March is awareness month for Endometriosis. Rather than me writing about my journey with it, co-fonder of Endometriosis Australia, Donna Ciccia, suggested Rav write a piece. As usual, he blew me away with his love and honesty.
When you marry your partner you take them in sickness and in health, and I knew when I was marrying Sarah Maree Cameron that she had more health issues than the average person. We were only a few weeks into dating when I learnt that Endometriosis was going to be a big part of our relationship.
I remember the first BBQ where I met my wife; her beautiful make-up, her stunning hair, how articulate she was, all of which made me weak at the knees and still does to this day. I thought “Wow, this woman is amazing”. I also remember the first few flare ups Sarah had due to her Endometriosis, wondering how I could help and hoping they go away quickly. Sometimes they do and other times you need to make a trip to the hospital because there isn’t anything else you can do at home to take the pain away. I often have to convince Sarah to go to the hospital when I can tell she really needs to go because often she doesn’t want to “clog up” the emergency room for what she says won’t kill her.
I am a worrier though. All of my friends say I stress too much but the thing I worry about the most is if I leave Sarah for too long that I may not be there when she does have a flare up. I worry that she will have such a bad flare up that she will have a migraine and won’t be able to drive. I worry that she won’t have any heat packs or pain killers with her. I just worry. In that worry, I can lose myself.
Partners or carers for anyone with a chronic illness would feel guilty for saying this outloud but you give up a lot to look after the ones you love. You give up going to the pub with your mates because how could you possibly enjoy yourself when your wife is curled up at home in bed due to her pain? How could you go away on a boys trip away when the person you love can’t even drive to the shops to get groceries because their flare up is so bad that they can’t stand up straight? So you turn down offers to go out. You make up excuses as to why you’re not going out because you fear your mates won’t understand. You tell your mates “next time” but some of your mates stop asking. And so, the worrying continues.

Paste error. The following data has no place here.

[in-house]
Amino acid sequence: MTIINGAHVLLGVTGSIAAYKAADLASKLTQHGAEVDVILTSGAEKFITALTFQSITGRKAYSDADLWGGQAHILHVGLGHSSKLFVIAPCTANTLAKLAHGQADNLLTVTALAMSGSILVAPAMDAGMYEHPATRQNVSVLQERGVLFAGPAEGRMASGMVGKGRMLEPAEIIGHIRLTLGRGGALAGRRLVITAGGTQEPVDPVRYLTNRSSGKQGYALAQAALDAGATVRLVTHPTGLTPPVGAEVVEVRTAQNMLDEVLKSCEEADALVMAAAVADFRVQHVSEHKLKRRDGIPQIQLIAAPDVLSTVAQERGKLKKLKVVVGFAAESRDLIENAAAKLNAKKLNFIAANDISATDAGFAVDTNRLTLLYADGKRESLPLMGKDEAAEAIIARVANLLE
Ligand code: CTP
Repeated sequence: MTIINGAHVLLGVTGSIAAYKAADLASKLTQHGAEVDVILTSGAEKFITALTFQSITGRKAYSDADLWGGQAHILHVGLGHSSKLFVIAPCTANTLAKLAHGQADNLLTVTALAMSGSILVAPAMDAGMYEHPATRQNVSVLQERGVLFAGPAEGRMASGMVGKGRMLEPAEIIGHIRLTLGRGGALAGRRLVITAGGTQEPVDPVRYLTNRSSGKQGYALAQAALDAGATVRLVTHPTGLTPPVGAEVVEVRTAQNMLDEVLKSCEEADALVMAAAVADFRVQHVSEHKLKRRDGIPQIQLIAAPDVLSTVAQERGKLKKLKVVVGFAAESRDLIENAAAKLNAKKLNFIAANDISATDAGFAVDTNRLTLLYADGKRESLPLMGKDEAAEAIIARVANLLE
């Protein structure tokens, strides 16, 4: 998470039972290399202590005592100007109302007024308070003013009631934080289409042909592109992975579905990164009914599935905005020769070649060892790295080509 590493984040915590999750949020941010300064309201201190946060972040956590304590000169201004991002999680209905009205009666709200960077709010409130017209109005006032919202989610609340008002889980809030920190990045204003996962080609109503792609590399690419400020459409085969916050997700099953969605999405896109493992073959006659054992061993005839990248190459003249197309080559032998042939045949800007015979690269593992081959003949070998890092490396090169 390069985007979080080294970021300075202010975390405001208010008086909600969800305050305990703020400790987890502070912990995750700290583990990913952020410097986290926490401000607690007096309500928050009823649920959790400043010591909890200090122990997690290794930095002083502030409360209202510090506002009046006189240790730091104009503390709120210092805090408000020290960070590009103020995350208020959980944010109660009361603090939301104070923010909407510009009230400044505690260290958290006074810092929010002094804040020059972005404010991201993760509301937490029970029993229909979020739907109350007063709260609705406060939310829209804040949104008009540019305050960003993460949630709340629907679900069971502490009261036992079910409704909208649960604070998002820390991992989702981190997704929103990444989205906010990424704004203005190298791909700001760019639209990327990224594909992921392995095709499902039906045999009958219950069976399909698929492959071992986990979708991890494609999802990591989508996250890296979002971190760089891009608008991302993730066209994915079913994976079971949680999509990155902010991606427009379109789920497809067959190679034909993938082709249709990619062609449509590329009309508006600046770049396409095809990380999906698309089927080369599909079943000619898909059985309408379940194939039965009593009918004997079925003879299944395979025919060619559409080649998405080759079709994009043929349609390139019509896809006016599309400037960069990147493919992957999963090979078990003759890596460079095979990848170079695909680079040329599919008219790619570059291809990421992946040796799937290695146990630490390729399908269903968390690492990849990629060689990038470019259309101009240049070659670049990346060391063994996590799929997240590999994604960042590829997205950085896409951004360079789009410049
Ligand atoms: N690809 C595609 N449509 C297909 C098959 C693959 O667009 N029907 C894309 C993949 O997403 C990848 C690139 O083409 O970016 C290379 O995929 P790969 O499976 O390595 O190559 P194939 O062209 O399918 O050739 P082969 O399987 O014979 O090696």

1 in 10 women have Endometriosis and yet so many don’t know about it. It can be hard for men to talk about but I feel like I have gotten an honours degree in gynaecology due to Sarah’s medical issues (Endometriosis, Adenomyosis, Polycystic Ovarian Syndrome, Cervical Cancer). I can rattle off Endo stats as quickly as I can tell you about my beloved Manly Sea Eagles and Sydney Swans. I have also learnt what works best to relieve her pain so that we can be proactive and not reactive to her symptoms. Heat packs work well so I have got them scattered around the house for when Sarah needs them (you should see how quickly I can get to the microwave). I would like to add that we are onto our second microwave in this relationship as the first one burnt out. I also discovered stick-on heat pads, which help Sarah get through pain while out of the house.
We have a few friends in our circle who also have Endo, all with varying pain and symptoms. It is great to be able to speak with your mates about how they help their partners but I have met some people that have their head in the sand about the condition. You need to fully understand what Endo can do to a woman’s body. You need to sign up to being a spokesperson to help end the silence. You need to know that it can only be diagnosed through surgical intervention. You need to know that some women will only have one surgery and others, like my wife, will need them every 6-12 months. You need to know that it doesn’t matter if you’ve planned to go camping or hiking for the weekend; if Endo visits, then you may have to stay home. You also need to know when to encourage sufferers to get out of the house, go to the gym on the good days and watch their diet so they aren’t having food that could cause a flare up.
I’m not just Sarah’s husband, I am her Endo husband. It’s easy as a carer to take on more responsibility around the house but I need to keep an eye out for when Sarah is getting frustrated. Who would have thought someone could be so desperate to do housework? I often hear Sarah say “I can do it” when her face is telling me that she can’t. I had to learn when to let her push through the pain doing a simple task like gardening and when I have to step in because she can’t bend over anymore. Once you master this fine line of knowing when to help or take over a task, it will strengthen your relationship.
Endometriosis will teach you a lot about yourself as a person and will prove the strength of a relationship, but most importantly it will teach you to do what needs to be done and use this as motivation to achieve your goals. It also teaches you that there is no such thing as “too much information”; details are not spared. I am more than happy to talk to family, friends or strangers about Endometriosis because it needs to be talked about. I am happy to be part of what is normally seen as a female community, because I want to be a supportive partner. I want to be the best Endo husband ever.